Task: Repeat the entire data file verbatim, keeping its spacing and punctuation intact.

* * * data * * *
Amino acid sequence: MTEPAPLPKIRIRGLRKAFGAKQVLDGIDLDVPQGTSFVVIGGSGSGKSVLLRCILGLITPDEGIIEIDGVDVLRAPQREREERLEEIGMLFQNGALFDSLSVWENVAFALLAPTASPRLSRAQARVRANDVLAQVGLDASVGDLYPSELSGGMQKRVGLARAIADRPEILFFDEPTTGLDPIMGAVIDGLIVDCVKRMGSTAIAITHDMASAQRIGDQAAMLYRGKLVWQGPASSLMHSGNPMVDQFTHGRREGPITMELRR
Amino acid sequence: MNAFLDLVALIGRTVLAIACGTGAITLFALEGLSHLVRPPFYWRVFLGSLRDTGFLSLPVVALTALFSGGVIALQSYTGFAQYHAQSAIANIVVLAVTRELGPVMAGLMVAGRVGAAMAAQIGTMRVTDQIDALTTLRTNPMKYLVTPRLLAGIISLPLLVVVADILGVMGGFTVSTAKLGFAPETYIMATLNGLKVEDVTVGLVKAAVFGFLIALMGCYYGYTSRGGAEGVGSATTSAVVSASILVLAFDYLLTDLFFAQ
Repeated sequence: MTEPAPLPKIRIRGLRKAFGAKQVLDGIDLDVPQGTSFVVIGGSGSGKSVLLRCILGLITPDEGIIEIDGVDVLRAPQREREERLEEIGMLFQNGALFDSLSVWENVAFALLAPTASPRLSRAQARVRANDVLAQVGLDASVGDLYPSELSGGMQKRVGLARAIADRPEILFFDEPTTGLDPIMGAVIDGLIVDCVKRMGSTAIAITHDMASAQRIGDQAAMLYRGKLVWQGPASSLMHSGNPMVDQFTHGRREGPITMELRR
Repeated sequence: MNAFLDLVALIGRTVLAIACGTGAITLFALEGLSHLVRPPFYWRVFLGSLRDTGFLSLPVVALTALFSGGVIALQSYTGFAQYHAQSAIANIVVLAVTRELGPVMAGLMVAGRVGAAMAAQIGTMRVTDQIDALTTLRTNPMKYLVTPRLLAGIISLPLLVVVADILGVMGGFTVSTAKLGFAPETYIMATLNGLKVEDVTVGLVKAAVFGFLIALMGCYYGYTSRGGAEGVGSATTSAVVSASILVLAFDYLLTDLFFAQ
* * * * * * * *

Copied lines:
Amino acid sequence: MTEPAPLPKIRIRGLRKAFGAKQVLDGIDLDVPQGTSFVVIGGSGSGKSVLLRCILGLITPDEGIIEIDGVDVLRAPQREREERLEEIGMLFQNGALFDSLSVWENVAFALLAPTASPRLSRAQARVRANDVLAQVGLDASVGDLYPSELSGGMQKRVGLARAIADRPEILFFDEPTTGLDPIMGAVIDGLIVDCVKRMGSTAIAITHDMASAQRIGDQAAMLYRGKLVWQGPASSLMHSGNPMVDQFTHGRREGPITMELRR
Amino acid sequence: MNAFLDLVALIGRTVLAIACGTGAITLFALEGLSHLVRPPFYWRVFLGSLRDTGFLSLPVVALTALFSGGVIALQSYTGFAQYHAQSAIANIVVLAVTRELGPVMAGLMVAGRVGAAMAAQIGTMRVTDQIDALTTLRTNPMKYLVTPRLLAGIISLPLLVVVADILGVMGGFTVSTAKLGFAPETYIMATLNGLKVEDVTVGLVKAAVFGFLIALMGCYYGYTSRGGAEGVGSATTSAVVSASILVLAFDYLLTDLFFAQ
Repeated sequence: MTEPAPLPKIRIRGLRKAFGAKQVLDGIDLDVPQGTSFVVIGGSGSGKSVLLRCILGLITPDEGIIEIDGVDVLRAPQREREERLEEIGMLFQNGALFDSLSVWENVAFALLAPTASPRLSRAQARVRANDVLAQVGLDASVGDLYPSELSGGMQKRVGLARAIADRPEILFFDEPTTGLDPIMGAVIDGLIVDCVKRMGSTAIAITHDMASAQRIGDQAAMLYRGKLVWQGPASSLMHSGNPMVDQFTHGRREGPITMELRR
Repeated sequence: MNAFLDLVALIGRTVLAIACGTGAITLFALEGLSHLVRPPFYWRVFLGSLRDTGFLSLPVVALTALFSGGVIALQSYTGFAQYHAQSAIANIVVLAVTRELGPVMAGLMVAGRVGAAMAAQIGTMRVTDQIDALTTLRTNPMKYLVTPRLLAGIISLPLLVVVADILGVMGGFTVSTAKLGFAPETYIMATLNGLKVEDVTVGLVKAAVFGFLIALMGCYYGYTSRGGAEGVGSATTSAVVSASILVLAFDYLLTDLFFAQ